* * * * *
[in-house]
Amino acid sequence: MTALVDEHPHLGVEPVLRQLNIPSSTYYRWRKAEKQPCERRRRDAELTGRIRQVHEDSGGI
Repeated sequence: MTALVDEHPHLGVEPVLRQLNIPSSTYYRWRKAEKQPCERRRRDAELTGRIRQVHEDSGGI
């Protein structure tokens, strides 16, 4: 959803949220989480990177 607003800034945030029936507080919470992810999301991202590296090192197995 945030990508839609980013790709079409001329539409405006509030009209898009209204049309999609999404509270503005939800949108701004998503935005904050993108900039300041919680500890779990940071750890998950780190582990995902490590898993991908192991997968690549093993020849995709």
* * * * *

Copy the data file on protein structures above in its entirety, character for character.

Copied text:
[in-house]
Amino acid sequence: MTALVDEHPHLGVEPVLRQLNIPSSTYYRWRKAEKQPCERRRRDAELTGRIRQVHEDSGGI
Repeated sequence: MTALVDEHPHLGVEPVLRQLNIPSSTYYRWRKAEKQPCERRRRDAELTGRIRQVHEDSGGI
């Protein structure tokens, strides 16, 4: 959803949220989480990177 607003800034945030029936507080919470992810999301991202590296090192197995 945030990508839609980013790709079409001329539409405006509030009209898009209204049309999609999404509270503005939800949108701004998503935005904050993108900039300041919680500890779990940071750890998950780190582990995902490590898993991908192991997968690549093993020849995709």